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POS Systems: Batches and Settlements

If you’re a merchant with a POS system, you’re likely familiar with “batching out” your transactions at the end of the day. This article offers a brief overview of batches and settlements and how they pertain to your business. For specific instructions on batching out credit card machines, Sekure discusses them here.

How Card Payments Are Processed

The first step is the authorization request, whereby the POS system sends a message to the credit card issuer to find out, among other things, if the cardholder has sufficient funds to cover the transaction. If so, the payment will be approved; if not, it will be declined. When the payment is approved, a hold is placed for that amount (the money isn’t transferred at this point). This step is also called verification.

The second step is processing or capture. This is when the funds leave the cardholder’s account and are transferred to the merchant’s account. To make this happen, the merchant sends transactions (in batches) to the payment processor, which categorizes them according to the issuing bank (i.e., the bank that issued the credit card).

What Is Batching Out?

This process—also known as batch processing, dual message processing, and batch clearing—occurs when a merchant combines a bunch (or batch) of payment authorization codes and sends them to the payment processor. Batching out is usually done at the end of the day after merchants have closed shop. Although it’s possible to batch out credit card transactions immediately after authorization, aggregating them into a single batch makes the most sense. The reason: processors charge fees for each batch-out request, so doing it multiple times a day becomes an expensive, not to mention time-consuming, proposition.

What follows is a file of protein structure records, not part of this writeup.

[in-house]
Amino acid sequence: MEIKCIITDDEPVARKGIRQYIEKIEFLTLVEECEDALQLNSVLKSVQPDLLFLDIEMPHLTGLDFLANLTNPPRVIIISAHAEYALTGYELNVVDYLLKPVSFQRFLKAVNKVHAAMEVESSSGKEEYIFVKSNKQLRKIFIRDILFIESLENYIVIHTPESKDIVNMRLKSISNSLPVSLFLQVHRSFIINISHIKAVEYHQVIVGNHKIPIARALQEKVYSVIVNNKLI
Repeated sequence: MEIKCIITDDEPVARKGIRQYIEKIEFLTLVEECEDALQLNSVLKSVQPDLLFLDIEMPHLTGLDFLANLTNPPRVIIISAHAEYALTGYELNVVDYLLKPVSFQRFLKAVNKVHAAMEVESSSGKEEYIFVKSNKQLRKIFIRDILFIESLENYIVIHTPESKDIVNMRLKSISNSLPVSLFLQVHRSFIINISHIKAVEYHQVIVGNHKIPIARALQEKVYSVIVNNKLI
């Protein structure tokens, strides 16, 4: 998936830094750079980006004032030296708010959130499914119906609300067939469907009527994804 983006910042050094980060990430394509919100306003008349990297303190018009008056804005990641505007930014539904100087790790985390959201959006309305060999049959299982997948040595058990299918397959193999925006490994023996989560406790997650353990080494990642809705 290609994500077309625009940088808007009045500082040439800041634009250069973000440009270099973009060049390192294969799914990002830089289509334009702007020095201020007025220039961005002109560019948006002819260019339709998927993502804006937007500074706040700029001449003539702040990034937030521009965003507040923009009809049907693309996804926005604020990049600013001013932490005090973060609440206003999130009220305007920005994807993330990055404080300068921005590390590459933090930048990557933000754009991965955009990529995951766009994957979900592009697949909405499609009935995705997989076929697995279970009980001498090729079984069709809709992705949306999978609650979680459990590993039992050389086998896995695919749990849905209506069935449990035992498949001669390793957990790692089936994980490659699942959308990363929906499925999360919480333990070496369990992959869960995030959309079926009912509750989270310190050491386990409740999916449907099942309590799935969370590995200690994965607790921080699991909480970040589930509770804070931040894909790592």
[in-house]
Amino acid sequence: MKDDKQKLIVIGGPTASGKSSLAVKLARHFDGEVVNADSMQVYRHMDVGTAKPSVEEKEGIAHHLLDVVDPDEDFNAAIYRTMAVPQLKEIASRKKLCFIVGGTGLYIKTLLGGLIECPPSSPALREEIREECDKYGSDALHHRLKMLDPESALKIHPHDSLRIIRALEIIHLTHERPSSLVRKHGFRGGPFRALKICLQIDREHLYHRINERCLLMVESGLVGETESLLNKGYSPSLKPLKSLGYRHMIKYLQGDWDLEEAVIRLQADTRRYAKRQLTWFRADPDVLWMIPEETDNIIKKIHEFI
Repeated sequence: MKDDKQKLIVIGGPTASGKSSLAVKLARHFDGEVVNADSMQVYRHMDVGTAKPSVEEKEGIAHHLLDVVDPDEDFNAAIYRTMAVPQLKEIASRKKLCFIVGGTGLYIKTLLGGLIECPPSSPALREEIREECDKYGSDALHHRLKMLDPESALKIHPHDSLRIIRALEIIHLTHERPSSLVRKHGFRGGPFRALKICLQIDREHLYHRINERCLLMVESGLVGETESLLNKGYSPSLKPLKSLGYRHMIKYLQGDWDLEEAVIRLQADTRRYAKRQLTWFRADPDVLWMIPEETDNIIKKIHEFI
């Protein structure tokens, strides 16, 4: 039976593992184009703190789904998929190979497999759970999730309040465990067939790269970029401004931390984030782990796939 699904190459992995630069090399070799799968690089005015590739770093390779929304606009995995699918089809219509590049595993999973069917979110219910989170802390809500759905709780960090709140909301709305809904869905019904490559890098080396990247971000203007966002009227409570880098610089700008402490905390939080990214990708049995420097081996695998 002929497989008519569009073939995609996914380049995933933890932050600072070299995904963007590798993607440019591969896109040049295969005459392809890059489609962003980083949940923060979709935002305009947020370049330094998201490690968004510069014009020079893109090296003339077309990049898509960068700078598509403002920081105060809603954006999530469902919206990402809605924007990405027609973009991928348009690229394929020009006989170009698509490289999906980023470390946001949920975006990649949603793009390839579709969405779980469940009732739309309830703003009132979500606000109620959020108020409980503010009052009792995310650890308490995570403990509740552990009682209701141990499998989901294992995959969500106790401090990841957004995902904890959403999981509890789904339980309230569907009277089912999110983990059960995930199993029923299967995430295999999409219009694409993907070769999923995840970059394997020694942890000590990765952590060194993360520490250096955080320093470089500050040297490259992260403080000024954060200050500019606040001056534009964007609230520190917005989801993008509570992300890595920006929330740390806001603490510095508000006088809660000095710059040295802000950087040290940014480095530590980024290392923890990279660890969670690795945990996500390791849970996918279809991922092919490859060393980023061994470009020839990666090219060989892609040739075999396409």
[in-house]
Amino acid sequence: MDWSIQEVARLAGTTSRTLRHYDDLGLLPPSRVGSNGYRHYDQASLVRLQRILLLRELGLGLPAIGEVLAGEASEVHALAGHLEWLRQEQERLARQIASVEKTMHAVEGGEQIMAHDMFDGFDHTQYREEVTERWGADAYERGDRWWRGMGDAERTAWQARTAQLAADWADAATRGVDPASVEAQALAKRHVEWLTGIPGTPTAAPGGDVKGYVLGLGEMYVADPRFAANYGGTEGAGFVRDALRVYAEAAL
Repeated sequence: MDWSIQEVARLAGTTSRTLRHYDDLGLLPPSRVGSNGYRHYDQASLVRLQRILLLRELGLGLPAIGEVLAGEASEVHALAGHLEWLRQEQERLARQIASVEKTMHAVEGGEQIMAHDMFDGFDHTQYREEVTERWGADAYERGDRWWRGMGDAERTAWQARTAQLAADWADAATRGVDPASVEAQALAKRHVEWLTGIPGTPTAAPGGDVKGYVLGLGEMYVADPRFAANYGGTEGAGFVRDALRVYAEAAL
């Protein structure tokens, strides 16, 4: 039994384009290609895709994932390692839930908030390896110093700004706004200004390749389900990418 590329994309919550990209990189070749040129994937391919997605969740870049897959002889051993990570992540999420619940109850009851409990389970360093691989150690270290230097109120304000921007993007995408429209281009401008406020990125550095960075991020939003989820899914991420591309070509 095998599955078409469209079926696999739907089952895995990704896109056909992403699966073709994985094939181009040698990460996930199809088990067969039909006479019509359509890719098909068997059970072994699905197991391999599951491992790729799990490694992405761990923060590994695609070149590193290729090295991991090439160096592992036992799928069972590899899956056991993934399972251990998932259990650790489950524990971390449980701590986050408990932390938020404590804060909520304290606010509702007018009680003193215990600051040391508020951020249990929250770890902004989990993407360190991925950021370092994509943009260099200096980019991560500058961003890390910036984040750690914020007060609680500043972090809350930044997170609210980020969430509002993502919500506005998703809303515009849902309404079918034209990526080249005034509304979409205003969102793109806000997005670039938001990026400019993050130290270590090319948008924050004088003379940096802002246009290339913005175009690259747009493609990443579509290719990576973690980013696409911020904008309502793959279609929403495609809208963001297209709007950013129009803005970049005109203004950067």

What Is Settlement?

As mentioned before, settlement is the process by which merchants receive transaction funds into their accounts. Unsettled batches are called “open batches,” which are closed once settlement occurs. Here is the process:

  • The payment processor sends the transactions to the acquiring bank (i.e., a bank or financial institution that handles card payments for merchants)
  • The funds are deposited in the merchant’s account, and the acquiring bank sends transaction details to the card issuer
  • The card brand transfers funds from the issuing bank to the acquiring bank
  • The transaction is posted on the cardholder’s credit card statement

Gross Settlement vs. Net Settlement

Settlements can either be gross or net. Merchants that opt for gross settlements will receive the full amount of funds when the batches settle without any fees deducted. Then on the last day of the month, the fees will be deducted from the account. On the other hand, merchants with a net settlement arrangement have the card processing fees deducted daily.

Conclusion

Batching out and settlement is just one aspect of payment processing that merchants should be familiar with. If you have any questions about batching out and settlements, drop us a line, and one of our payment professionals will help you out. For additional resources on payment processing, be sure to check out our blog and subscribe to our newsletter.

 

Tom Haney
Tom Haney
Tom Haney is a writer, translator, and editor. In addition to toiling in the communication field, he also works in the forest on his side-hustle, Sweetbark maple syrup. He lives in Centretown with his wife, daughter, and pooch, Louie.

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